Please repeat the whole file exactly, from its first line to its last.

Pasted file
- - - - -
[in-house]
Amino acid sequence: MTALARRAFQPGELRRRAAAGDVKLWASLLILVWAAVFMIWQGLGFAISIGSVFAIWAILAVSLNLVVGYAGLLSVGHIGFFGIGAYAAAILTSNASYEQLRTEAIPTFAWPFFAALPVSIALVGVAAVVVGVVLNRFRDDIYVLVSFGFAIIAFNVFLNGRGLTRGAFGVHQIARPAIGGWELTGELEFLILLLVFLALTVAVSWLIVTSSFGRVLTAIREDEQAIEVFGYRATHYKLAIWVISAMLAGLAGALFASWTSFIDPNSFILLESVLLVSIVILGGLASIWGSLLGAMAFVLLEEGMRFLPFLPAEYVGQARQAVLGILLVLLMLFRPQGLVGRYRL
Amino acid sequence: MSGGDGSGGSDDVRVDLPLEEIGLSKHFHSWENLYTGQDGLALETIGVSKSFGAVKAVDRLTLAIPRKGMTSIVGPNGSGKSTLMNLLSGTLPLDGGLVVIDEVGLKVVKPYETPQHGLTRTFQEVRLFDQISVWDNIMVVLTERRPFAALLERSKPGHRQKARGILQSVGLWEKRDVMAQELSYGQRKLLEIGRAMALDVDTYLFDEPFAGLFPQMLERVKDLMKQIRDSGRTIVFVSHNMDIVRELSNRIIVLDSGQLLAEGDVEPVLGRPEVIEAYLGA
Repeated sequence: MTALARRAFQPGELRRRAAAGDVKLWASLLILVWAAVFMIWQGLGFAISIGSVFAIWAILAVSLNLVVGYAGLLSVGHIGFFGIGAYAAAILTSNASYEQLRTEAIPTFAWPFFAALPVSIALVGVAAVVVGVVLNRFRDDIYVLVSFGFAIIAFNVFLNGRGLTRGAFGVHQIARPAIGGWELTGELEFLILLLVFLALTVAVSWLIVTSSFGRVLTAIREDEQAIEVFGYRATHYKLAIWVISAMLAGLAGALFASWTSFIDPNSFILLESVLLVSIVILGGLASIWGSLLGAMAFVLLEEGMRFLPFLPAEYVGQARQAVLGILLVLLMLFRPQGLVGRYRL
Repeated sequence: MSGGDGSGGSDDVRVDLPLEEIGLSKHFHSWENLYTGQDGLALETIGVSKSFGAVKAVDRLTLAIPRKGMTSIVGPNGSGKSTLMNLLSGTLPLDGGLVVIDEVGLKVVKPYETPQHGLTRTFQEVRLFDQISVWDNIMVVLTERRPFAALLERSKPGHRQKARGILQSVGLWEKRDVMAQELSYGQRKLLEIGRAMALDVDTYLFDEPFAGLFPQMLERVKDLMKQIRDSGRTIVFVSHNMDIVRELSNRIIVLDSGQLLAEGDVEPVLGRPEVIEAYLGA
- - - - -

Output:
[in-house]
Amino acid sequence: MTALARRAFQPGELRRRAAAGDVKLWASLLILVWAAVFMIWQGLGFAISIGSVFAIWAILAVSLNLVVGYAGLLSVGHIGFFGIGAYAAAILTSNASYEQLRTEAIPTFAWPFFAALPVSIALVGVAAVVVGVVLNRFRDDIYVLVSFGFAIIAFNVFLNGRGLTRGAFGVHQIARPAIGGWELTGELEFLILLLVFLALTVAVSWLIVTSSFGRVLTAIREDEQAIEVFGYRATHYKLAIWVISAMLAGLAGALFASWTSFIDPNSFILLESVLLVSIVILGGLASIWGSLLGAMAFVLLEEGMRFLPFLPAEYVGQARQAVLGILLVLLMLFRPQGLVGRYRL
Amino acid sequence: MSGGDGSGGSDDVRVDLPLEEIGLSKHFHSWENLYTGQDGLALETIGVSKSFGAVKAVDRLTLAIPRKGMTSIVGPNGSGKSTLMNLLSGTLPLDGGLVVIDEVGLKVVKPYETPQHGLTRTFQEVRLFDQISVWDNIMVVLTERRPFAALLERSKPGHRQKARGILQSVGLWEKRDVMAQELSYGQRKLLEIGRAMALDVDTYLFDEPFAGLFPQMLERVKDLMKQIRDSGRTIVFVSHNMDIVRELSNRIIVLDSGQLLAEGDVEPVLGRPEVIEAYLGA
Repeated sequence: MTALARRAFQPGELRRRAAAGDVKLWASLLILVWAAVFMIWQGLGFAISIGSVFAIWAILAVSLNLVVGYAGLLSVGHIGFFGIGAYAAAILTSNASYEQLRTEAIPTFAWPFFAALPVSIALVGVAAVVVGVVLNRFRDDIYVLVSFGFAIIAFNVFLNGRGLTRGAFGVHQIARPAIGGWELTGELEFLILLLVFLALTVAVSWLIVTSSFGRVLTAIREDEQAIEVFGYRATHYKLAIWVISAMLAGLAGALFASWTSFIDPNSFILLESVLLVSIVILGGLASIWGSLLGAMAFVLLEEGMRFLPFLPAEYVGQARQAVLGILLVLLMLFRPQGLVGRYRL
Repeated sequence: MSGGDGSGGSDDVRVDLPLEEIGLSKHFHSWENLYTGQDGLALETIGVSKSFGAVKAVDRLTLAIPRKGMTSIVGPNGSGKSTLMNLLSGTLPLDGGLVVIDEVGLKVVKPYETPQHGLTRTFQEVRLFDQISVWDNIMVVLTERRPFAALLERSKPGHRQKARGILQSVGLWEKRDVMAQELSYGQRKLLEIGRAMALDVDTYLFDEPFAGLFPQMLERVKDLMKQIRDSGRTIVFVSHNMDIVRELSNRIIVLDSGQLLAEGDVEPVLGRPEVIEAYLGA